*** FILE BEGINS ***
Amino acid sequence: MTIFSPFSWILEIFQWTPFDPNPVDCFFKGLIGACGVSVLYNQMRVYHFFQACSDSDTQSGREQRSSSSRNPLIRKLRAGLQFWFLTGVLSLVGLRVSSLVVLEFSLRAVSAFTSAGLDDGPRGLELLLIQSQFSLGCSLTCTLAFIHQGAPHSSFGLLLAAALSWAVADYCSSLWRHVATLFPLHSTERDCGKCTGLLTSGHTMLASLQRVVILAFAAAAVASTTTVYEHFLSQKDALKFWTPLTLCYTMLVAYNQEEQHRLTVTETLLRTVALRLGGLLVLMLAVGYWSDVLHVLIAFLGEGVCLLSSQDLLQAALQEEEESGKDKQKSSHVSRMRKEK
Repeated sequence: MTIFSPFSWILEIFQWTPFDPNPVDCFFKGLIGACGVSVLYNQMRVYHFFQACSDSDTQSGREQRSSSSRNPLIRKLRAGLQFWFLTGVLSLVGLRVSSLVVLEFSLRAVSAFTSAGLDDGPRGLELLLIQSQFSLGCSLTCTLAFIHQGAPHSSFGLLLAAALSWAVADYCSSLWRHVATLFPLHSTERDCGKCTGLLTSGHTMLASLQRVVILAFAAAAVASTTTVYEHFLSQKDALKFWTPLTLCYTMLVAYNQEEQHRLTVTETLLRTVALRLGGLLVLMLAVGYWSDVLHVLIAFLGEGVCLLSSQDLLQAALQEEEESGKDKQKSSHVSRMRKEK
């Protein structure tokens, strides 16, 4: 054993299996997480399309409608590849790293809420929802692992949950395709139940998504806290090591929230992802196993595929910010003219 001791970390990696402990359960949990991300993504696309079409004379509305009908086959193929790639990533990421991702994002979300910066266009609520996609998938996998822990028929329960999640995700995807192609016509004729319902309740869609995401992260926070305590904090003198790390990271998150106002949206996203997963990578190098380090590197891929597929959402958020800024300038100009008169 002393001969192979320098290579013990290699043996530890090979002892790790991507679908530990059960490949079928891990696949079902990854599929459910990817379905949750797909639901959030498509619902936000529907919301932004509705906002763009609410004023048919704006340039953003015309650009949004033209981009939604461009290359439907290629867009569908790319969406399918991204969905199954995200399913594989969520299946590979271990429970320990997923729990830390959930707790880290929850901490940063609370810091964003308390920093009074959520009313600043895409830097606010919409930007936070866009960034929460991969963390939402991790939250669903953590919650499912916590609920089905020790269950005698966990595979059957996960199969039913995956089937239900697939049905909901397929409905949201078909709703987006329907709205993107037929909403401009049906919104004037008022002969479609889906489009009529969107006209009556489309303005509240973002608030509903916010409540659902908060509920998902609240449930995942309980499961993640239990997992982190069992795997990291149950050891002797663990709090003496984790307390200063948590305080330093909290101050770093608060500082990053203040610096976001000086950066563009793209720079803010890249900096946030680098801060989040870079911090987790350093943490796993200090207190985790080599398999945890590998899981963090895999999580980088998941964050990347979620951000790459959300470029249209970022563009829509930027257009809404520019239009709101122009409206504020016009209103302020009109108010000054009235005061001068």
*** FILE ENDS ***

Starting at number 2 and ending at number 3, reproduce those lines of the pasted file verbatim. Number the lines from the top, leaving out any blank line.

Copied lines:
Repeated sequence: MTIFSPFSWILEIFQWTPFDPNPVDCFFKGLIGACGVSVLYNQMRVYHFFQACSDSDTQSGREQRSSSSRNPLIRKLRAGLQFWFLTGVLSLVGLRVSSLVVLEFSLRAVSAFTSAGLDDGPRGLELLLIQSQFSLGCSLTCTLAFIHQGAPHSSFGLLLAAALSWAVADYCSSLWRHVATLFPLHSTERDCGKCTGLLTSGHTMLASLQRVVILAFAAAAVASTTTVYEHFLSQKDALKFWTPLTLCYTMLVAYNQEEQHRLTVTETLLRTVALRLGGLLVLMLAVGYWSDVLHVLIAFLGEGVCLLSSQDLLQAALQEEEESGKDKQKSSHVSRMRKEK
């Protein structure tokens, strides 16, 4: 054993299996997480399309409608590849790293809420929802692992949950395709139940998504806290090591929230992802196993595929910010003219 001791970390990696402990359960949990991300993504696309079409004379509305009908086959193929790639990533990421991702994002979300910066266009609520996609998938996998822990028929329960999640995700995807192609016509004729319902309740869609995401992260926070305590904090003198790390990271998150106002949206996203997963990578190098380090590197891929597929959402958020800024300038100009008169 002393001969192979320098290579013990290699043996530890090979002892790790991507679908530990059960490949079928891990696949079902990854599929459910990817379905949750797909639901959030498509619902936000529907919301932004509705906002763009609410004023048919704006340039953003015309650009949004033209981009939604461009290359439907290629867009569908790319969406399918991204969905199954995200399913594989969520299946590979271990429970320990997923729990830390959930707790880290929850901490940063609370810091964003308390920093009074959520009313600043895409830097606010919409930007936070866009960034929460991969963390939402991790939250669903953590919650499912916590609920089905020790269950005698966990595979059957996960199969039913995956089937239900697939049905909901397929409905949201078909709703987006329907709205993107037929909403401009049906919104004037008022002969479609889906489009009529969107006209009556489309303005509240973002608030509903916010409540659902908060509920998902609240449930995942309980499961993640239990997992982190069992795997990291149950050891002797663990709090003496984790307390200063948590305080330093909290101050770093608060500082990053203040610096976001000086950066563009793209720079803010890249900096946030680098801060989040870079911090987790350093943490796993200090207190985790080599398999945890590998899981963090895999999580980088998941964050990347979620951000790459959300470029249209970022563009829509930027257009809404520019239009709101122009409206504020016009209103302020009109108010000054009235005061001068």